Goldsmith on Bridging the US-European Divide on Terror
Jack Goldsmith had this op-ed in yesterday’s FT, in which he argues a convergence on anti-terror thinking among Americans and Europeans. The Europeans, on the one hand, appear now to understand that ordinary criminal processes won’t do the trick, where the US is coming to understand that anti-terror practices will be subject to law. Here’s the money graf:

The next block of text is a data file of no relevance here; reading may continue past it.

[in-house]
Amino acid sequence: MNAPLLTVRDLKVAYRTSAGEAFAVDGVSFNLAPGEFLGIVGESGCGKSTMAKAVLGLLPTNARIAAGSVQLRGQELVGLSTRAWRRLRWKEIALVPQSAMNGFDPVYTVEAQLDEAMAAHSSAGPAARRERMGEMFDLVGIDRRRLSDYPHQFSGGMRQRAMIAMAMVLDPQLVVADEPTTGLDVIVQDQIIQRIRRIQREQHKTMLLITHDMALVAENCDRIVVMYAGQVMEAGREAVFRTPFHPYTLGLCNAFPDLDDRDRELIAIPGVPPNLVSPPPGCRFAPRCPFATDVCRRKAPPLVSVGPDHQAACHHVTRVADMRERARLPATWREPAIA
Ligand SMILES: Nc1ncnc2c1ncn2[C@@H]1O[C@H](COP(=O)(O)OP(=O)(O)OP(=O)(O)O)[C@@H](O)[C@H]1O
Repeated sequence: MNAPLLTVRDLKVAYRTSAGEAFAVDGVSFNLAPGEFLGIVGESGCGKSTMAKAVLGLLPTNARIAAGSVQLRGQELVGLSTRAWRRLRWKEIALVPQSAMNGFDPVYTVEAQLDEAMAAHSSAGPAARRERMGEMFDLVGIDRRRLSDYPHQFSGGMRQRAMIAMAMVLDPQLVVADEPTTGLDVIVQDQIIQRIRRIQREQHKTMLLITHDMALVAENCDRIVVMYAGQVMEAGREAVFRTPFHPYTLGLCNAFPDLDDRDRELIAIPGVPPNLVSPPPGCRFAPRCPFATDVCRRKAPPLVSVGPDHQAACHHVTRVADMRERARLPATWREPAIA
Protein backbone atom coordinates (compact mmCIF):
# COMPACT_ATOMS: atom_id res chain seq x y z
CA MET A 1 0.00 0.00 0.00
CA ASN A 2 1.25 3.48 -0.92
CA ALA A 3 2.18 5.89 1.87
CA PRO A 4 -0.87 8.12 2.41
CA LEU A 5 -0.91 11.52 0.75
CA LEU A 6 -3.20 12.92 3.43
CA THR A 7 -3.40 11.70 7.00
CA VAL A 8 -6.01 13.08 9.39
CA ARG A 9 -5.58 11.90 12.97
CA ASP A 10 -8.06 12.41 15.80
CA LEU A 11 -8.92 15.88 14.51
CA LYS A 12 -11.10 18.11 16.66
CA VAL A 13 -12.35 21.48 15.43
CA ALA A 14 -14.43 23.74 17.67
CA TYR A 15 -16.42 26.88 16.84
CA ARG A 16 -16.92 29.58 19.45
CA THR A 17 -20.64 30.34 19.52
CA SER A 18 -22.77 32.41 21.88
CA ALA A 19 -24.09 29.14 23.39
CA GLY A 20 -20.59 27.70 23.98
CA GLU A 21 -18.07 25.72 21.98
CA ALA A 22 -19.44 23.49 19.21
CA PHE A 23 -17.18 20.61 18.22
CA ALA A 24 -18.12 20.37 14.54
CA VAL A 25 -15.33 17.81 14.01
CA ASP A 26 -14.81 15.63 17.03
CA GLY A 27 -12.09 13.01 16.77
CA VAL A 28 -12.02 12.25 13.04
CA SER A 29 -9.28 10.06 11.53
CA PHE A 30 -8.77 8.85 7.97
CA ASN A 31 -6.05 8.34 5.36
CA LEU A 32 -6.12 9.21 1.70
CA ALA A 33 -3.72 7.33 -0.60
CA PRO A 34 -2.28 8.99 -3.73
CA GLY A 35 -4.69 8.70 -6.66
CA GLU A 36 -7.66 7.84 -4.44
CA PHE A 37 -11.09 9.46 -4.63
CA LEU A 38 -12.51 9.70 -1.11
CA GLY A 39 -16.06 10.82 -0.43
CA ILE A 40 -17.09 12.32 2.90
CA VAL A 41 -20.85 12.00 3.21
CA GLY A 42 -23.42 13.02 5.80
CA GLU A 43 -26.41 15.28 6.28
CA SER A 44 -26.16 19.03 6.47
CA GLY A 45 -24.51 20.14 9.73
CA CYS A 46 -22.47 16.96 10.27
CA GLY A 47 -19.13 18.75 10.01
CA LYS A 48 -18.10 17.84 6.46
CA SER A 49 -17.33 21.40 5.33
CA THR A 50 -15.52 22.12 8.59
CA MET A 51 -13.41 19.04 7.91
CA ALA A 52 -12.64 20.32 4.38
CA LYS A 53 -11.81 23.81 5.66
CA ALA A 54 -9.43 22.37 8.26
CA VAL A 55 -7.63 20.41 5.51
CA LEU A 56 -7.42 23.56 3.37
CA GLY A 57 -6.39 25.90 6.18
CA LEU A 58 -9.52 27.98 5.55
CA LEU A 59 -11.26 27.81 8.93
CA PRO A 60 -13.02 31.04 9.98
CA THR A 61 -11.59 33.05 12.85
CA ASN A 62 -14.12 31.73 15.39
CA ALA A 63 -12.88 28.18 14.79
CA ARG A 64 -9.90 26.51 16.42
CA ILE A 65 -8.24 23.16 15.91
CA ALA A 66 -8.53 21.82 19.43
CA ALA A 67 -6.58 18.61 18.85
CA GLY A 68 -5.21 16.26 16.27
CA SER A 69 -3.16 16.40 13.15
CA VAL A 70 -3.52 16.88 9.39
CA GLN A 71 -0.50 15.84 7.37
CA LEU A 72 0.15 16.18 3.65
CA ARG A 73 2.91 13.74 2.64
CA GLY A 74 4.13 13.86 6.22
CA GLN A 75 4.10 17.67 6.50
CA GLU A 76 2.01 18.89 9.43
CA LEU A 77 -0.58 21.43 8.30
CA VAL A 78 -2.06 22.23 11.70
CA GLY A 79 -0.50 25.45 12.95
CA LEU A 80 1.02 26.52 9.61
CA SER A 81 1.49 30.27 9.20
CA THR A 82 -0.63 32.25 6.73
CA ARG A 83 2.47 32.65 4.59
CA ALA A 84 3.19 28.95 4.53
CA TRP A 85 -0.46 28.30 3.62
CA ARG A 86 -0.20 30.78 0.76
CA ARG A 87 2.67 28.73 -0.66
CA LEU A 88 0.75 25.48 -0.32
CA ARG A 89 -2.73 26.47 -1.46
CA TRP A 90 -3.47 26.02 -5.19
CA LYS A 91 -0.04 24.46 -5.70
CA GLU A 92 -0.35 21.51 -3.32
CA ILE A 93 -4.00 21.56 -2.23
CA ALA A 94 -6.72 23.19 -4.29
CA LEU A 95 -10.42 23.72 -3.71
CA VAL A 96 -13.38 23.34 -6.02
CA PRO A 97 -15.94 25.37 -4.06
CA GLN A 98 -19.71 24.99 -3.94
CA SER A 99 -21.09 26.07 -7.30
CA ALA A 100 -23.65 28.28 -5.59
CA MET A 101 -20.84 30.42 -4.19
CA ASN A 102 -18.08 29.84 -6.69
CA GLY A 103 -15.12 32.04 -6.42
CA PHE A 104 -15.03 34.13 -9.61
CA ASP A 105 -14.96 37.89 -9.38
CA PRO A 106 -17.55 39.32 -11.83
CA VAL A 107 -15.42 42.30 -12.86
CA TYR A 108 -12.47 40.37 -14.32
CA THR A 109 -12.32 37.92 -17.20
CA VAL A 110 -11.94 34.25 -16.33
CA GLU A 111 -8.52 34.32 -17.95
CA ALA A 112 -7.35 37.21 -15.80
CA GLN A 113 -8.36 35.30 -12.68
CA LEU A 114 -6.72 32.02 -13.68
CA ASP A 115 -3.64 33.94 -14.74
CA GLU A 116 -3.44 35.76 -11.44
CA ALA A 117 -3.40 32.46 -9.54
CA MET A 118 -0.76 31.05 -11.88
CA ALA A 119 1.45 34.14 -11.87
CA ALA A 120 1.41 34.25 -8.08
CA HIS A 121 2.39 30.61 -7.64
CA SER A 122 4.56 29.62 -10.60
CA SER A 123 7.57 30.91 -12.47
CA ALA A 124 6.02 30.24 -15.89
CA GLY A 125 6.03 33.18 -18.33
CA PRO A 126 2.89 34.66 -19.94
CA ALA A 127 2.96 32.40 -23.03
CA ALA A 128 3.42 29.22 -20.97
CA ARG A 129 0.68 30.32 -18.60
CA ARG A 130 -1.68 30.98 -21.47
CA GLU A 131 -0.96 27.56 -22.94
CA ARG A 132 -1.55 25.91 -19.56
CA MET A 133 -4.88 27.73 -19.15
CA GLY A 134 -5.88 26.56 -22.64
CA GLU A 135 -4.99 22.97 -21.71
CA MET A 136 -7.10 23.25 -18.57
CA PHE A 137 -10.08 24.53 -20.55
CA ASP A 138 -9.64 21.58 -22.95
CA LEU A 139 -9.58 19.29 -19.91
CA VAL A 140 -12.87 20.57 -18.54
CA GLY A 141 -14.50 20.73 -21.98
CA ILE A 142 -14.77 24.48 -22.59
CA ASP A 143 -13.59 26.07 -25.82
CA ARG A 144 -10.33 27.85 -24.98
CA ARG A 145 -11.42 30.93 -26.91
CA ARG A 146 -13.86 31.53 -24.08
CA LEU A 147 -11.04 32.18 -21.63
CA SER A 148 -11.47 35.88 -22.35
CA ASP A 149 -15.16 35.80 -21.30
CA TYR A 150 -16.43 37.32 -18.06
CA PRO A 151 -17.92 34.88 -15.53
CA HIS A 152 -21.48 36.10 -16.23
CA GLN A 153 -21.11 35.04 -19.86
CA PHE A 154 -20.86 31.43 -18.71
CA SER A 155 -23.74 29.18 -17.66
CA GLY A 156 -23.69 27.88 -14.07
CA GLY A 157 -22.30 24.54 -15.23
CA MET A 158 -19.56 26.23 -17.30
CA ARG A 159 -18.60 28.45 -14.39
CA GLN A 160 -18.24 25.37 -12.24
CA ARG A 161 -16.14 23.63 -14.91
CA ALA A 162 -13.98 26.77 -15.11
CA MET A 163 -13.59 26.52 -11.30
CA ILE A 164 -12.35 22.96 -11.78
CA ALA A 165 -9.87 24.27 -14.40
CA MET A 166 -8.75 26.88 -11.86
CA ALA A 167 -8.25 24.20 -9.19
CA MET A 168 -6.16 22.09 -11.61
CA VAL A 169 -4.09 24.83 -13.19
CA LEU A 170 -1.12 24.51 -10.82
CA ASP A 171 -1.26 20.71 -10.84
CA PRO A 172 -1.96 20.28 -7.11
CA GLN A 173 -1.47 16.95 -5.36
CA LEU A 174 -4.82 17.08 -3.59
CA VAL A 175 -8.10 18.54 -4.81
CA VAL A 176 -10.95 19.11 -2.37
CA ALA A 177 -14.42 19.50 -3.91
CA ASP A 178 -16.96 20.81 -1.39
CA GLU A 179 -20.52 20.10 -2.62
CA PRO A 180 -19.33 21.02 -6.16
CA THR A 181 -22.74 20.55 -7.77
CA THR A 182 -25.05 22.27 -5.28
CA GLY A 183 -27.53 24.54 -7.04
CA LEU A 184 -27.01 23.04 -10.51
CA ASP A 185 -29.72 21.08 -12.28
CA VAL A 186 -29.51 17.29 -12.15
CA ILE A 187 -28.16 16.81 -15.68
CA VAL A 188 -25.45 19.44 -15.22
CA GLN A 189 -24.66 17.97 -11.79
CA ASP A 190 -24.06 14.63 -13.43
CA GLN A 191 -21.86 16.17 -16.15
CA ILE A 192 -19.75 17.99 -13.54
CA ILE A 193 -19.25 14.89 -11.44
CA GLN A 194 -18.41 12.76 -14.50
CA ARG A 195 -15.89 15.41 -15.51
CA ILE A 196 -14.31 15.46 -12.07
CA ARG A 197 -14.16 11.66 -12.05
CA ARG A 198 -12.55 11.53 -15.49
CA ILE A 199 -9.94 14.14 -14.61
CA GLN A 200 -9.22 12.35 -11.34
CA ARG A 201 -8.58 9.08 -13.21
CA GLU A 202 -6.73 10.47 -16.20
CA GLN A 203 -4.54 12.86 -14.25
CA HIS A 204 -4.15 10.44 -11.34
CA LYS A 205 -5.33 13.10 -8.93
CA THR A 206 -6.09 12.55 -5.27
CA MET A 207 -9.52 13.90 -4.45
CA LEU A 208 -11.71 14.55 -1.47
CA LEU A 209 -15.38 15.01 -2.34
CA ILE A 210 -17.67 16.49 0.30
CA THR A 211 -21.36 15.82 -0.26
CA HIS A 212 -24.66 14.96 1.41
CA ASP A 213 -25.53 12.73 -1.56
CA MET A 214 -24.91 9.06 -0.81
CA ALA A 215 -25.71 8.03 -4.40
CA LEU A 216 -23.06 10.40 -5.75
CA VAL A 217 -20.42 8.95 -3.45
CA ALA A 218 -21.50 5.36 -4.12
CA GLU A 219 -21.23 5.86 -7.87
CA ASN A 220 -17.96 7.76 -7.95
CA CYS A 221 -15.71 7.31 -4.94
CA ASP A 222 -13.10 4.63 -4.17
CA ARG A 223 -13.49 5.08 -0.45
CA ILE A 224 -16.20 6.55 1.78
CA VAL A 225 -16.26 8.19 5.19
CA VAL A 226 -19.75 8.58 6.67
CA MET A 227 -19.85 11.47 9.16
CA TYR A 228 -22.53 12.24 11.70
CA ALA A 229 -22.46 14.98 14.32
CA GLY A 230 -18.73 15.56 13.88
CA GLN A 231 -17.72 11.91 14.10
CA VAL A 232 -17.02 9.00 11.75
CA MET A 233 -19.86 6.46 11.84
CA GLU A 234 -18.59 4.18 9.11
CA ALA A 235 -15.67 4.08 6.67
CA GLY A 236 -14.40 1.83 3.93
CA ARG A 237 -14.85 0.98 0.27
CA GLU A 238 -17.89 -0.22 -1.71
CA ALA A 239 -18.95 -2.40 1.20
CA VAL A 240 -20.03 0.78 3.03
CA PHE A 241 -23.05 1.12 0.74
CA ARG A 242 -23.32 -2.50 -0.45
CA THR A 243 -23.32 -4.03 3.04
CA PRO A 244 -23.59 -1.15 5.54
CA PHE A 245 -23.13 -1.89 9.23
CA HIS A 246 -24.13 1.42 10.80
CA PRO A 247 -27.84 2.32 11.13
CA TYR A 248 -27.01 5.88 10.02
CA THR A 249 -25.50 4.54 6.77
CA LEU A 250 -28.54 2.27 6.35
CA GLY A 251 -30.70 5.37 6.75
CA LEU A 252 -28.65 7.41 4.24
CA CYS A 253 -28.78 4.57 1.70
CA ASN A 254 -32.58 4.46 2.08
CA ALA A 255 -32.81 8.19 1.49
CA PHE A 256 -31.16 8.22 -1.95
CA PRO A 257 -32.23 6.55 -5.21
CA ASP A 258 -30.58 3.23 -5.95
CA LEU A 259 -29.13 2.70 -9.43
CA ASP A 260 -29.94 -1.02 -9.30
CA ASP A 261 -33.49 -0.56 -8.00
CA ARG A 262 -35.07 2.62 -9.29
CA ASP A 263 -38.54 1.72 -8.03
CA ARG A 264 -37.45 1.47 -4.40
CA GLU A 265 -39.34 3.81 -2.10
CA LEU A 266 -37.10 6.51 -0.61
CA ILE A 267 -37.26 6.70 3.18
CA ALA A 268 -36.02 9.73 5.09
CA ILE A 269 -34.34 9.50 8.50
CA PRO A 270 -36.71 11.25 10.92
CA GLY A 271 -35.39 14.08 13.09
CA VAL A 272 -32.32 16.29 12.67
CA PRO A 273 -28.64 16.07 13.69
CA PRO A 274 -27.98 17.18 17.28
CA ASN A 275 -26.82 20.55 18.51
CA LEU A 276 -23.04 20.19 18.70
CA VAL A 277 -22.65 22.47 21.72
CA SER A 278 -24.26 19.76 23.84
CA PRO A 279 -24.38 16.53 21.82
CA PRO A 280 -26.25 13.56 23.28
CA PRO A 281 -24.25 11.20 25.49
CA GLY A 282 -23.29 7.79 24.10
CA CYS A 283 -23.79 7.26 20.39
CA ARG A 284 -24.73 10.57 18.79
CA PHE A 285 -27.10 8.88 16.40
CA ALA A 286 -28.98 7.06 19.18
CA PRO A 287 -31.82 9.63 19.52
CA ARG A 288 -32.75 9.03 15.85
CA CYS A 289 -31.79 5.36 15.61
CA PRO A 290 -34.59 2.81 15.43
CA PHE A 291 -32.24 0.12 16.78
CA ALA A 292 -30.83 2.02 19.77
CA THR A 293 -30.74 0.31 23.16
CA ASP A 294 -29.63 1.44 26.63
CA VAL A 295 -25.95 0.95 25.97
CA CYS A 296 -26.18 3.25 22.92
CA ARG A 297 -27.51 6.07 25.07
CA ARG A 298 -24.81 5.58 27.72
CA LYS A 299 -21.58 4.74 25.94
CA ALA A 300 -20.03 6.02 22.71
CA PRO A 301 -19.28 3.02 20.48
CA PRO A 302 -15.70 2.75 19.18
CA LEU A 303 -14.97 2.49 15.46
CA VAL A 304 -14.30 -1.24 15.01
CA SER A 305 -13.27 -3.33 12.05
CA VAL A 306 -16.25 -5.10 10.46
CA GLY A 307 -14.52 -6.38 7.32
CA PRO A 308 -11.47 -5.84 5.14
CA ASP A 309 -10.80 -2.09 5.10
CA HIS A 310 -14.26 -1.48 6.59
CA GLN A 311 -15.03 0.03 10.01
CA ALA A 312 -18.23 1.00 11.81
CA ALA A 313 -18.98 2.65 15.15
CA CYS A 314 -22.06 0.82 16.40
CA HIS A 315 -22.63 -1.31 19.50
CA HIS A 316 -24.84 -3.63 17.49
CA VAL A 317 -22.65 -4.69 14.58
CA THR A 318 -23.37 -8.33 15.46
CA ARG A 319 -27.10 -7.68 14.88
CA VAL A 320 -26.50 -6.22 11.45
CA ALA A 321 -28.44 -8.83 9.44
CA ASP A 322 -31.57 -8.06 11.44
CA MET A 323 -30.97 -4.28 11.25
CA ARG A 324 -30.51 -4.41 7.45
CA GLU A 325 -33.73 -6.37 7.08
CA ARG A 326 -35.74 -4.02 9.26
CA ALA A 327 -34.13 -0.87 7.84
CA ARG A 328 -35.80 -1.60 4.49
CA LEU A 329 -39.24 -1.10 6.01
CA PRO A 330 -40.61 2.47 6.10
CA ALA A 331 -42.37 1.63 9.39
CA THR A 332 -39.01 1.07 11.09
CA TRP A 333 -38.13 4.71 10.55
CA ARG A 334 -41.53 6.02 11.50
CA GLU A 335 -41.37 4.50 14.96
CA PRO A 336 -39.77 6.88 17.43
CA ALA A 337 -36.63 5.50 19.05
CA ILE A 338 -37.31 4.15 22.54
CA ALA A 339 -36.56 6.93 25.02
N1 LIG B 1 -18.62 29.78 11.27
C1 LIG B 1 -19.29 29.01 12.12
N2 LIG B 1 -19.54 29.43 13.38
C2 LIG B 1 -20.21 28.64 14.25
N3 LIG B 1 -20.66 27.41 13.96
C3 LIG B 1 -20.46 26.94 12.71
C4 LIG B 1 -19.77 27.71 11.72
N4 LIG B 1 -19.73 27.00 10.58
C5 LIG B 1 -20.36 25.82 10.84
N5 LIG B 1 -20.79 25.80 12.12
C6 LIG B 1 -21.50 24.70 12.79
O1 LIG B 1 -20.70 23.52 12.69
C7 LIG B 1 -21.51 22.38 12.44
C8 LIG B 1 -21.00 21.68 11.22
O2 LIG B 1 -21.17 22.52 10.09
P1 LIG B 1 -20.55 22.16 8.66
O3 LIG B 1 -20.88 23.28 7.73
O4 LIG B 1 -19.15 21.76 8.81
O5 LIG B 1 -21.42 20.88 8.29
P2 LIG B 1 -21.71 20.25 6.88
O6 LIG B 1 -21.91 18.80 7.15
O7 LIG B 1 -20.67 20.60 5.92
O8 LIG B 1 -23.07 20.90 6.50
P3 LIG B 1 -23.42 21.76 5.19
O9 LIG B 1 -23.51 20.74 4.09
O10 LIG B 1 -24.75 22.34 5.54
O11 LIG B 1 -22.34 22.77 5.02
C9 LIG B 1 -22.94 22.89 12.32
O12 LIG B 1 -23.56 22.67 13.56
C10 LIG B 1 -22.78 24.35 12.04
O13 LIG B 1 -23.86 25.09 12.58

These developments reflect a recognition on both sides of the Atlantic that the pre-9/11 trade-off between liberty and security must be adjusted to reflect the novel dangers posed by terrorism. They also reflect the belief that this adjustment must be embedded in durable institutions that uphold western conceptions of justice. How far this convergence goes will depend on many unknowns, including the location and scope of the next terror attack. But it is wrong to think of the gap as unbridgeable. Quietly, almost unnoticed, the blueprint for the bridge is coming into focus. For the sake of transatlantic collective security, our politicians should recognise this fact and succour it. Exaggerating these differences for political reasons will only undermine the joint fight.